Real Estate Investing

3 Poisons That Will Kill Any New Home Buying Deal

January 18, 2011

Whether you are looking to purchase a your first home, or your next home, you’ll really want to consider these 3 things before you get your self into trouble. These 3 mistakes have contributed to countless cases of buyers remorse, and you need to understand them in order to be able to avoid them. So here they are:

1. Getting Emotional

This is the most costly mistake that home buyers (really any kind of buying) make. Emotion leads to irrational thinking, which leads to poor decision making, and you end up with buyers remorse, or feeling terrible and possibly resentful at your purchase decision and the people involved in it.

So how do you overcome this monster?

The best way to overcome it, is to take enough time before making your decision. Do not sign a contract on a new home the same day that you look at it. Take some time to evaluate all of your goals and dreams about this home before you buy it. Write down everything you want the new home to achieve, and carefully inspect the data on the home to make sure it meets your requirements.

2. Only Looking at the “Payment”

This one may sound a little strange, so let me elaborate. There are so many more things to consider regarding the cost involved in buying a new home. Interest rates (fixed versus adjustable), closing costs, move in costs, and loan duration are all factors. And in most cases, if the agent knows that all you care about is being able to buy a home and pay only $X per month, then chances are that you will end up getting a home for that amount. But what if the loan ends up being 40 years? Or what if you are put into a balloon payment loan, and after 10 years, all of the sudden you have to pay the balance of the loan? These situations are real, and many people have lost their homes due to problems like these.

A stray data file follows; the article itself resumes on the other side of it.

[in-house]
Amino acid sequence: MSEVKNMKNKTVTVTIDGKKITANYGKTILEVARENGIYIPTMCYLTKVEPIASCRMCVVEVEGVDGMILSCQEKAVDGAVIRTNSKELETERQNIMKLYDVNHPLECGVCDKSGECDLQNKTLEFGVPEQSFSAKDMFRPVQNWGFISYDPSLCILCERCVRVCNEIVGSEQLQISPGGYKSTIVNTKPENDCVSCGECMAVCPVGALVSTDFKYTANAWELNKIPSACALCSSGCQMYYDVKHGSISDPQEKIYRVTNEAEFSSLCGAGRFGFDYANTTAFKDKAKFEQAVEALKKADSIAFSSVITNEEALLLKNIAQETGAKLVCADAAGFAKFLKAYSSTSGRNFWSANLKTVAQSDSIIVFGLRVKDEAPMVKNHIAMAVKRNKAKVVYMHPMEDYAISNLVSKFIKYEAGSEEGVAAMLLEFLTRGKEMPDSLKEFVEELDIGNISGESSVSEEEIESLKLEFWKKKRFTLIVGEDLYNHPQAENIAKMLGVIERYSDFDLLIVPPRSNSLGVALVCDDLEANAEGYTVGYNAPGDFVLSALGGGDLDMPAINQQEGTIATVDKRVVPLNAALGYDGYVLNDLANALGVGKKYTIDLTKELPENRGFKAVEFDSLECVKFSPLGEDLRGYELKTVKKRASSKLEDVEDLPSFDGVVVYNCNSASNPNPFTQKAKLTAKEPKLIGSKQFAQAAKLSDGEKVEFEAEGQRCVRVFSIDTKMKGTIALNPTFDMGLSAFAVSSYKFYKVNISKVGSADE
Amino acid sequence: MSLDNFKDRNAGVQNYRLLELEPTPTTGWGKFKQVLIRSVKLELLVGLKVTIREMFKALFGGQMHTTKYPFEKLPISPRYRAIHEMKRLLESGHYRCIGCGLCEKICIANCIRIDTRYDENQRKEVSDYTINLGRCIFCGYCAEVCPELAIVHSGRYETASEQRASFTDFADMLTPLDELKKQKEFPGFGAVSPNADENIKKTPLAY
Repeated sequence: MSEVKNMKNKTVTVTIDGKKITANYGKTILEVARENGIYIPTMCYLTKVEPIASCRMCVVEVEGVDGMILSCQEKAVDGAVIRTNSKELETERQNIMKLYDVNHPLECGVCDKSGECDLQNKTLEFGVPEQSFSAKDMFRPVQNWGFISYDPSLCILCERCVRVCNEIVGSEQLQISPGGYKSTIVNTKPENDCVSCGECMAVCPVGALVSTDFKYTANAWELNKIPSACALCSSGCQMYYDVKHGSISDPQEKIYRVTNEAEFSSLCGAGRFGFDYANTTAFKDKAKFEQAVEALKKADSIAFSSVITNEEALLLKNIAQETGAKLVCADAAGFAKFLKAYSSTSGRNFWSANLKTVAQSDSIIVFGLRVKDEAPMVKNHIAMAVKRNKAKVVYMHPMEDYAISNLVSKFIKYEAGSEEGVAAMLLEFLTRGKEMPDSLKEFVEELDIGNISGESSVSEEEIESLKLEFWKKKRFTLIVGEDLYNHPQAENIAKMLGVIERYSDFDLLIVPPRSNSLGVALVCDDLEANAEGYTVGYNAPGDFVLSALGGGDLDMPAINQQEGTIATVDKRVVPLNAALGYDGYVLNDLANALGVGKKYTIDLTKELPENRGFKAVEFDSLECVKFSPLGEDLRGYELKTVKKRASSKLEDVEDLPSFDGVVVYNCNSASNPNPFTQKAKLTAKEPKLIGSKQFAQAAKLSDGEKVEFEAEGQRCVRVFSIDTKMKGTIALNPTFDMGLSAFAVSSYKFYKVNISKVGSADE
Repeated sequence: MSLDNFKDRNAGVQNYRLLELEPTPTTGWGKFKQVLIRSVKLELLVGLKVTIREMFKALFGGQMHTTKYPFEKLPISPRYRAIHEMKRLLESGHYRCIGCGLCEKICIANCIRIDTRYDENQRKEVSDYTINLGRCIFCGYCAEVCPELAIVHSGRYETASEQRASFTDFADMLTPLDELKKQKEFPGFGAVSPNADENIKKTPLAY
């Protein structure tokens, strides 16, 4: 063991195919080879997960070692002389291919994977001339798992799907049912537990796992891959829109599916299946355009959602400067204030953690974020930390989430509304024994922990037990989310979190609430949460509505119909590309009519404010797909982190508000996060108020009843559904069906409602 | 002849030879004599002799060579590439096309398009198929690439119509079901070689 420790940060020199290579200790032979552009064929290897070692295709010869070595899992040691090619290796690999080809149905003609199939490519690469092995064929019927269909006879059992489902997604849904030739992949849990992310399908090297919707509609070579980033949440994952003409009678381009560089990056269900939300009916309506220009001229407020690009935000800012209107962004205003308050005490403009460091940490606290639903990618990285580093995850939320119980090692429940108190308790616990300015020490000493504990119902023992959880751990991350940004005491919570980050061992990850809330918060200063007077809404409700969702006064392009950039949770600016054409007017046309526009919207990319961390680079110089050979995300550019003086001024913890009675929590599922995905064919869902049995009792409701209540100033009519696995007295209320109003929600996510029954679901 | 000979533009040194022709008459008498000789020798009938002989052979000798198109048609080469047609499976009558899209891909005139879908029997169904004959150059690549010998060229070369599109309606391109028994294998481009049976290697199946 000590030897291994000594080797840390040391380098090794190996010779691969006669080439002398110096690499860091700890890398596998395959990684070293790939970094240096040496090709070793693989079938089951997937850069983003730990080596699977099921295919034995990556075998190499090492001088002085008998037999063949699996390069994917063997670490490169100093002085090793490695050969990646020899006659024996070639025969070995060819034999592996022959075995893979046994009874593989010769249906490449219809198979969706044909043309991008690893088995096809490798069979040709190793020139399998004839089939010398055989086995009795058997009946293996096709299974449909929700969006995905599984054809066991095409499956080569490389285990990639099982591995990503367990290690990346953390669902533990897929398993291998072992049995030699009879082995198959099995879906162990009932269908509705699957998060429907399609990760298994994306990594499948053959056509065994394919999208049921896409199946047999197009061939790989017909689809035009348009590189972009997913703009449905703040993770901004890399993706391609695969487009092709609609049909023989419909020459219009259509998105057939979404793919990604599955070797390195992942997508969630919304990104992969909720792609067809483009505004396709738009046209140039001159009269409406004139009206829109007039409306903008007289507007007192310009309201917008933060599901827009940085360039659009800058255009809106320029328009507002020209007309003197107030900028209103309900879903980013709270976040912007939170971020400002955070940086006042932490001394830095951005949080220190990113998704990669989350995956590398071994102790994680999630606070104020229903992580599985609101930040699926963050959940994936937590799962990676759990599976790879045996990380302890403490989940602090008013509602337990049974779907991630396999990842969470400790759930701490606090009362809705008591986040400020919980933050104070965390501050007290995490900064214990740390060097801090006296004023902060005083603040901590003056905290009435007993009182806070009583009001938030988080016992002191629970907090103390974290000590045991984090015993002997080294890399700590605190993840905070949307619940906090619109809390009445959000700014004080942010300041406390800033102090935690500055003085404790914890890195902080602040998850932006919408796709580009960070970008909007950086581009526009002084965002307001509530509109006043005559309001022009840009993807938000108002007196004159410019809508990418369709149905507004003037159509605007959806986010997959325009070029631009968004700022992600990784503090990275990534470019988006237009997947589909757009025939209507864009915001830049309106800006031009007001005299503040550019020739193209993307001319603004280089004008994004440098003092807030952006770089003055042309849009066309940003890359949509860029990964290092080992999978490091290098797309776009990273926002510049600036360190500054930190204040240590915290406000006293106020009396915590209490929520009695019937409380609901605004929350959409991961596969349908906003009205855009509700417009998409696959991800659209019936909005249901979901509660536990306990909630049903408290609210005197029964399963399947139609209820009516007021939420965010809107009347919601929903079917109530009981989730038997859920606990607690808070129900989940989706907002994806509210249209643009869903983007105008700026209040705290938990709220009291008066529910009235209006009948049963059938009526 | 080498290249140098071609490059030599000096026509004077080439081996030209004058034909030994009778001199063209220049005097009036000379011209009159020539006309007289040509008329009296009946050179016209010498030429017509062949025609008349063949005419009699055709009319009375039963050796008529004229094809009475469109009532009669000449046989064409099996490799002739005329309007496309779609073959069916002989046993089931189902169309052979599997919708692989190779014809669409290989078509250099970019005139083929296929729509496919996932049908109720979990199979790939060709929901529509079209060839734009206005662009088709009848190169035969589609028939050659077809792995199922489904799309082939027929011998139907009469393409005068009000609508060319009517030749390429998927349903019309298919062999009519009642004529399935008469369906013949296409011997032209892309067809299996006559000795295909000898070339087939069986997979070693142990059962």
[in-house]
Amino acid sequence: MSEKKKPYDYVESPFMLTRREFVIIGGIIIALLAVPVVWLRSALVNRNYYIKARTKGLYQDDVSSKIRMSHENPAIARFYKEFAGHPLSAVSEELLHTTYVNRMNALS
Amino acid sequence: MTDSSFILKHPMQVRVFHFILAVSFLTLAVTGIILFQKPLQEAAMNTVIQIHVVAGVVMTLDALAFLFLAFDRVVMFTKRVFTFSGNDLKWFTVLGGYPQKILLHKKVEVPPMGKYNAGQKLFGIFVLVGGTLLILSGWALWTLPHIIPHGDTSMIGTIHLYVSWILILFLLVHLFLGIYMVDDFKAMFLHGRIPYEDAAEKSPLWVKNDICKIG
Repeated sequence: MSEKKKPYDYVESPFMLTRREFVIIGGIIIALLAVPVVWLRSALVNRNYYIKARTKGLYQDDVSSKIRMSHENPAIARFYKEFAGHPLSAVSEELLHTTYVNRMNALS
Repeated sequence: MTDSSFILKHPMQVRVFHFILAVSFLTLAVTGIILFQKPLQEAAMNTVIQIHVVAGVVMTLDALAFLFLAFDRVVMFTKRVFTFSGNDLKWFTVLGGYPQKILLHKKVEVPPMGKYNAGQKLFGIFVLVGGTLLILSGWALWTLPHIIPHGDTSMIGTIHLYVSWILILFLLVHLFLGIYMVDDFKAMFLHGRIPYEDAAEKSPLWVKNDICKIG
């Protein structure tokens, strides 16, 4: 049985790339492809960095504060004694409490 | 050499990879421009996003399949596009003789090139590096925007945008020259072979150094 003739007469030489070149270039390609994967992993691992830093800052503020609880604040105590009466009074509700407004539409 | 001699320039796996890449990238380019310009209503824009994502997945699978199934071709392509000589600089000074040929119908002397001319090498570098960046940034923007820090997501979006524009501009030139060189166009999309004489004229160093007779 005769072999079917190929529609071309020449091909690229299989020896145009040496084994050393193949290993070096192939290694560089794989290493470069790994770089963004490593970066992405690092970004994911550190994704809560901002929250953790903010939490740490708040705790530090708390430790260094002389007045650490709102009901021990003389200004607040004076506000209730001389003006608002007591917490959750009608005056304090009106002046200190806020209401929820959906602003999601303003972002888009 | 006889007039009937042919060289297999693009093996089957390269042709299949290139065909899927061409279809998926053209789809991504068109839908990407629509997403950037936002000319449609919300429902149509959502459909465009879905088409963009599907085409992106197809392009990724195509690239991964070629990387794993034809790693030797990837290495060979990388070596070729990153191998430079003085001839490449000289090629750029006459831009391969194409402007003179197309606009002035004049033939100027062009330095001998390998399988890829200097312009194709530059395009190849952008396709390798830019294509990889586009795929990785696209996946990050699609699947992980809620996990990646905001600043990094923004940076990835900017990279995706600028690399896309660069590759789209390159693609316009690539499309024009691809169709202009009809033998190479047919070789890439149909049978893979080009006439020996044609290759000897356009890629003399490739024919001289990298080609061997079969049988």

So to overcome it, talk to a bank first. Ask them about different types of loans, and have them take you through the details of how the life of the loan would work, and all of the costs involved. Sometimes, it is hard to understand, but a good loan officer will help make it easier. In the end, you might just have the right person to secure the loan for you.

3. Failing to Consider Key Factors in the Prospective Neighborhood

There are many factors outside of the property itself that you need to consider. Things like what school district it falls in, does it have an HOA (home owners association, which almost always means recurring annual fees, sometimes hundreds of dollars per year), what the neighbors are like, is it close to a train or bus station, the proximity of police and fire stations, are all factors that should be considered before buying that new home.

In short, you really need to do your home work before signing away. And consider getting your own real estate license too, as it can save you quite a bit of money on your new home purchase. Have fun shopping for your new home, and be smart about it!

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